BlacKkKlansman: Spike Lee’s Powerful (And Surreal) KKK Saga

Spike Lee’s Powerful (And Surreal) KKK Saga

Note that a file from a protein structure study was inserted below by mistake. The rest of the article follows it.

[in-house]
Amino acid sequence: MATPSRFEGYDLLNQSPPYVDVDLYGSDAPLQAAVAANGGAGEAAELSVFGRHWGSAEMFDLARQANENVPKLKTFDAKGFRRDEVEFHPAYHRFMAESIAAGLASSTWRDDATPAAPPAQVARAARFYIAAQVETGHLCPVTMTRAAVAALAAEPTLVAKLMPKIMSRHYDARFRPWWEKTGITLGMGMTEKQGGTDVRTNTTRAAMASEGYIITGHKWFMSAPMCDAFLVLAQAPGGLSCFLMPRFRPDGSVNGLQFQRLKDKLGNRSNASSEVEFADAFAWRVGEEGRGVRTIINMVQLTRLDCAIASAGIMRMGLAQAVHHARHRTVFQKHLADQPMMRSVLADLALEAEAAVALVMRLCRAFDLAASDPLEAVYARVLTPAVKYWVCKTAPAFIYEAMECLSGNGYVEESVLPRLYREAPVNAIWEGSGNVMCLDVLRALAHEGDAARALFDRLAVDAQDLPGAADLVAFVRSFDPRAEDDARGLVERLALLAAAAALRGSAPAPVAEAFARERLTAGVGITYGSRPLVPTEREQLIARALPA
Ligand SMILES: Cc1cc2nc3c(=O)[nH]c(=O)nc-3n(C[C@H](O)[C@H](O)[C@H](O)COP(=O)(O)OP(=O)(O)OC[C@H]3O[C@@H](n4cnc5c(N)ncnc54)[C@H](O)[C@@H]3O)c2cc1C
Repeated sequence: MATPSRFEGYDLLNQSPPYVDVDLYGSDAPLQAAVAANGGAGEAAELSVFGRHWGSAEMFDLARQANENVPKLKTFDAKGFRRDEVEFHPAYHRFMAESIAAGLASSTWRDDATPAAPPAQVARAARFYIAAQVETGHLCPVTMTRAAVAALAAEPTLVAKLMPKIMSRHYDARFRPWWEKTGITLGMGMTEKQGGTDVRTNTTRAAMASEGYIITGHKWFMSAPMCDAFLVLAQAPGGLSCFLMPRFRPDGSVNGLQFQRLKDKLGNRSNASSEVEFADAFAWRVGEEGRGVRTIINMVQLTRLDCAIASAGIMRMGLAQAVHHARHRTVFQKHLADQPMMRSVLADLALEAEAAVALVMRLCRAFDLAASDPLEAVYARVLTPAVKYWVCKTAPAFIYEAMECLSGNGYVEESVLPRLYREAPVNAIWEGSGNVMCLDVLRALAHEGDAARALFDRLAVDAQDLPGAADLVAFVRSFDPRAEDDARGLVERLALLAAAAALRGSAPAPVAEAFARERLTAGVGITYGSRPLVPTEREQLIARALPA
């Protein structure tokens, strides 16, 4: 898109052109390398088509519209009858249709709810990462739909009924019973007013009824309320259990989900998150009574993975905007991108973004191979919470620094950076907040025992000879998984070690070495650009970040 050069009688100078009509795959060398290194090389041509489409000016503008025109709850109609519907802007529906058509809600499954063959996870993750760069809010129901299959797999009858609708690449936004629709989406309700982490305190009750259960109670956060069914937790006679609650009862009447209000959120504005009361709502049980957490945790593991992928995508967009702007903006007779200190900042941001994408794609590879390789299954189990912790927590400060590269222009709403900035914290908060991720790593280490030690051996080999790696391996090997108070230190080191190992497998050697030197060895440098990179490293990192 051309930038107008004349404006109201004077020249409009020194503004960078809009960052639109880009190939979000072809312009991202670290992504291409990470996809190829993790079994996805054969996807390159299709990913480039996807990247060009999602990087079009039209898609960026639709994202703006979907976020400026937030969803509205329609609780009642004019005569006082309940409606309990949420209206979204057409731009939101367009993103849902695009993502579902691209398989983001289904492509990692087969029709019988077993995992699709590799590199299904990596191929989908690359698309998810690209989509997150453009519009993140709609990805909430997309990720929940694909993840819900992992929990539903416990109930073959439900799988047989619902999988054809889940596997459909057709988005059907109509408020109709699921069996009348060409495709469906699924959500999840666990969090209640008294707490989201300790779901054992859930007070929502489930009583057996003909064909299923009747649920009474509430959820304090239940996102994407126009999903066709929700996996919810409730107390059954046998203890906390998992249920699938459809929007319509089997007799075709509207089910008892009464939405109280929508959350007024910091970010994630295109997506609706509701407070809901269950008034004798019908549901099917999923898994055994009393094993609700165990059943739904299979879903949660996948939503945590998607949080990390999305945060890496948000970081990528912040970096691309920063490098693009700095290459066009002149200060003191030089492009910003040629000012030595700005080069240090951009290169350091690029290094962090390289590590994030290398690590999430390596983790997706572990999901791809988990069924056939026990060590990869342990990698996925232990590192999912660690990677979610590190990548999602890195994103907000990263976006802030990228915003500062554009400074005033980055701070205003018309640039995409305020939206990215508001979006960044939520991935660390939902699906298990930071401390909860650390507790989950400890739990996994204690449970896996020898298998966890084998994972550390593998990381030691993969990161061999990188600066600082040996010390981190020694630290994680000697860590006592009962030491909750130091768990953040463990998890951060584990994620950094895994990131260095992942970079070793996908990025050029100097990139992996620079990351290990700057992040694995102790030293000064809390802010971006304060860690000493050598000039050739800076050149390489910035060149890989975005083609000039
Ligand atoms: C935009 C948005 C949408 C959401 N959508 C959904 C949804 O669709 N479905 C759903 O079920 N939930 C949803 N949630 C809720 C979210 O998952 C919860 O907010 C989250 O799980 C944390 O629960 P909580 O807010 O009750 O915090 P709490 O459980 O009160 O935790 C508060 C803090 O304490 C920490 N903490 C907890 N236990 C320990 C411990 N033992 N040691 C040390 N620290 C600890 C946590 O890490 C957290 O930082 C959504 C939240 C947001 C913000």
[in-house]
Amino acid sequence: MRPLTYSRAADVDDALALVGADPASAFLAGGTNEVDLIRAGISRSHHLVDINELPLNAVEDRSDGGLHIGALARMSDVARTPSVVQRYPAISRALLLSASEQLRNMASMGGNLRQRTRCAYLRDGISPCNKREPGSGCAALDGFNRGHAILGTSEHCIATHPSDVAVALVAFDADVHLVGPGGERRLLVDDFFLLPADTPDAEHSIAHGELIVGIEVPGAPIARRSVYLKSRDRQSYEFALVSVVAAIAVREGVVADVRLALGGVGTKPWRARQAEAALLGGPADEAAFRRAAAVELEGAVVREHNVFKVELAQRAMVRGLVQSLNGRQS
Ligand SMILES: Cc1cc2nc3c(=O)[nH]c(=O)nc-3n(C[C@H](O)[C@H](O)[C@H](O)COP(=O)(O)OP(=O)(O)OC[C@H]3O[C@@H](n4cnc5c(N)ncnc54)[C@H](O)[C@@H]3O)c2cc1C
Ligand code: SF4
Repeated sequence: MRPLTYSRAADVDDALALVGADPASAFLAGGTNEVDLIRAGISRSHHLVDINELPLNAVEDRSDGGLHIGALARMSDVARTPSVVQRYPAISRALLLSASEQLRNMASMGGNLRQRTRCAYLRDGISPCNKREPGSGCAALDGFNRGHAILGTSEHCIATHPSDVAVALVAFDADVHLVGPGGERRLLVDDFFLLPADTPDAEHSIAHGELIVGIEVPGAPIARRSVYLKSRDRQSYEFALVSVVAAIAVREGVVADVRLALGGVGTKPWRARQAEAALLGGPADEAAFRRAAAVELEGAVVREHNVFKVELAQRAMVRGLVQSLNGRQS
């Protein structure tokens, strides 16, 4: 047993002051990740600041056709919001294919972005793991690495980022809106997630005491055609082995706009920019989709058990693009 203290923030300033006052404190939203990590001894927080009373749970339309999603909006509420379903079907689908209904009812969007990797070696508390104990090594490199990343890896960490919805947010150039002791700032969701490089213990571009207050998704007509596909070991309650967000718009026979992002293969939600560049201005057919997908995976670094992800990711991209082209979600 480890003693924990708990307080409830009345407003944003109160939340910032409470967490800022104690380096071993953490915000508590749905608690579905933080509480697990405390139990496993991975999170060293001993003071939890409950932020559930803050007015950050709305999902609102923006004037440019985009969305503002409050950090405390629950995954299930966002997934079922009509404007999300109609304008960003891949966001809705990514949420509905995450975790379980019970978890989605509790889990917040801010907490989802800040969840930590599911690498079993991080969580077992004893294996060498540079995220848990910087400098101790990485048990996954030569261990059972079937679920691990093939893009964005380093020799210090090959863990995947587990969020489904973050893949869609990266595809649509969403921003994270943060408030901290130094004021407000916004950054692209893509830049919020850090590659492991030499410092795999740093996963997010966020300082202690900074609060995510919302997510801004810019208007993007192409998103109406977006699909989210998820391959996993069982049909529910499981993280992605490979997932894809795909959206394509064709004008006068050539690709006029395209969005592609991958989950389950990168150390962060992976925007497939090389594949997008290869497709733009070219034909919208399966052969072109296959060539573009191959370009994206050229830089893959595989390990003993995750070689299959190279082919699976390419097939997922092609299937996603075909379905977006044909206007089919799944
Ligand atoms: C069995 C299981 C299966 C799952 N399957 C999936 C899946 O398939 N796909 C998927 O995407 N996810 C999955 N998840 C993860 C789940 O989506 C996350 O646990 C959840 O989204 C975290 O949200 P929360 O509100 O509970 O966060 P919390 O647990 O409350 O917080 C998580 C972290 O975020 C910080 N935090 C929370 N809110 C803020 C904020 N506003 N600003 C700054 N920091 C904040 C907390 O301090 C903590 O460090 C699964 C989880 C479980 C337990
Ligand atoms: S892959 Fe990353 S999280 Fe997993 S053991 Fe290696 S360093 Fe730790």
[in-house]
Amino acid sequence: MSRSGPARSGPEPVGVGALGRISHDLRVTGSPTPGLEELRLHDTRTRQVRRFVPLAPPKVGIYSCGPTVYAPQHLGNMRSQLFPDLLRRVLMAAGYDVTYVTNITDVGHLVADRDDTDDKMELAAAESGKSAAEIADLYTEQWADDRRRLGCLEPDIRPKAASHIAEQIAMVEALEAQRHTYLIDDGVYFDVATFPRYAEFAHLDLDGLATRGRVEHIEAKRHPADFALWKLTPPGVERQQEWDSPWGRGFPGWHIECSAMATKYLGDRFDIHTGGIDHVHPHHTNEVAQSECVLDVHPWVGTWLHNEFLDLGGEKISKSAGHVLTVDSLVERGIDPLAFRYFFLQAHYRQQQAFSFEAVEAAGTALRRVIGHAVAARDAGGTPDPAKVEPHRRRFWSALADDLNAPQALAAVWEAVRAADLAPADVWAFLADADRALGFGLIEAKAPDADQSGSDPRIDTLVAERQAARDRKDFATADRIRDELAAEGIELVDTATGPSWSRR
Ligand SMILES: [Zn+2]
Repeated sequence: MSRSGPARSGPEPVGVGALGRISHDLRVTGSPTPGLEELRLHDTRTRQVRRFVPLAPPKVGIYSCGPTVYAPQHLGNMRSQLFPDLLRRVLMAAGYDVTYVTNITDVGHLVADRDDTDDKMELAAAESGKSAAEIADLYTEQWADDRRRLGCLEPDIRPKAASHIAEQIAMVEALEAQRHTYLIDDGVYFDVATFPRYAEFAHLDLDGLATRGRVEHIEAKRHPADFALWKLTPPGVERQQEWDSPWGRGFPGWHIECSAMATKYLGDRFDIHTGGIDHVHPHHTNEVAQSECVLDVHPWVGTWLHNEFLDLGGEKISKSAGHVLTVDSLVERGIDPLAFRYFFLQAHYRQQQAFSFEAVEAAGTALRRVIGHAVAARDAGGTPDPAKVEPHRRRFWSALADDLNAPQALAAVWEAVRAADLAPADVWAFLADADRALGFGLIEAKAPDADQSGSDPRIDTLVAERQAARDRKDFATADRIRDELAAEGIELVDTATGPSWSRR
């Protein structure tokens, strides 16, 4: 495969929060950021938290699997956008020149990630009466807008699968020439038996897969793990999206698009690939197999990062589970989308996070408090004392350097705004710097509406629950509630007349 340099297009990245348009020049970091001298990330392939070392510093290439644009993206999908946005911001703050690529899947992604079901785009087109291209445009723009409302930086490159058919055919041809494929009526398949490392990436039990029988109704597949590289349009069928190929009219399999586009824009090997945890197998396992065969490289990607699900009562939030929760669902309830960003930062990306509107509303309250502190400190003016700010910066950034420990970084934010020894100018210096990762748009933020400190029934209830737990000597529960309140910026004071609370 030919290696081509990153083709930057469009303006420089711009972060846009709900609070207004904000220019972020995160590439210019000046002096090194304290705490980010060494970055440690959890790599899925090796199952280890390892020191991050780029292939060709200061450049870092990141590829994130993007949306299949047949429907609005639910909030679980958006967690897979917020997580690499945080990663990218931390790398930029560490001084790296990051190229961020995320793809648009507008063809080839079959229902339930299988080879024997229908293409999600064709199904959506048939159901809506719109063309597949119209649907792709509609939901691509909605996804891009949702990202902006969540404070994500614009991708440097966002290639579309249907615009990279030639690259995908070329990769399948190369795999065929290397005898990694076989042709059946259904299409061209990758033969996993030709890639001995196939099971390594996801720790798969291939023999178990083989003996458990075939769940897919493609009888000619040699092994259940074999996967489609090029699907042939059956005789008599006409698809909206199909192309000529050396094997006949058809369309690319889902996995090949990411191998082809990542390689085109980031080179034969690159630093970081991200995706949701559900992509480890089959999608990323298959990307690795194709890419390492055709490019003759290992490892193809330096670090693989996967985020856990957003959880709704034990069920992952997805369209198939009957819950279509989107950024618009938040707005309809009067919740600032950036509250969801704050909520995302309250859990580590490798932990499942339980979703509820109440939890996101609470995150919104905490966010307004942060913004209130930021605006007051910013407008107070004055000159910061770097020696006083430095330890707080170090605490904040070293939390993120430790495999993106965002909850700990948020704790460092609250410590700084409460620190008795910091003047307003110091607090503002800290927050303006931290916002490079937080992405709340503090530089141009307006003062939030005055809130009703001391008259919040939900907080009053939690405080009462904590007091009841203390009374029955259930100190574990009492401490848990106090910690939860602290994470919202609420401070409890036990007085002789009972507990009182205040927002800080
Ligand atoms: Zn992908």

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This Spike Lee joint is loosely based on Ron Stallworth’s 2014 memoir about being the first African-American detective in the Colorado Springs Police Department in the 1970s, where he ended up working with a white colleague to infiltrate the Ku Klux Klan, and oddly enough, even met its national leader, David Duke, as he was trying to whitewash his image for an attempted (and failed) career in mainstream politics. While the primary story is a strange, somewhat clumsy one that starts off slowly and deviates from what really happened, where Lee is most impactful is in spotlighting the racial hatred and injustices beneath its veneer, ultimately creating a provocative and thought-provoking film. John David Washington (son of Oscar-winner Denzel), Adam Driver and Laura Harrier (Spider-Man: Homecoming) deliver solid performances and the film effectively incorporates the mood of the era into some clever plot twists, even highlighting the “Make America Great Again” jingoism as part of the white supremacist message. Its epilogue, about the deadly August 2017 white supremacist rally in Charlottesville, Virginia, is a powerful and uncomfortable reminder of the presence of racism in American society, but Lee’s message, about the importance of working both outside and within the system to bring about change, remains hopeful.


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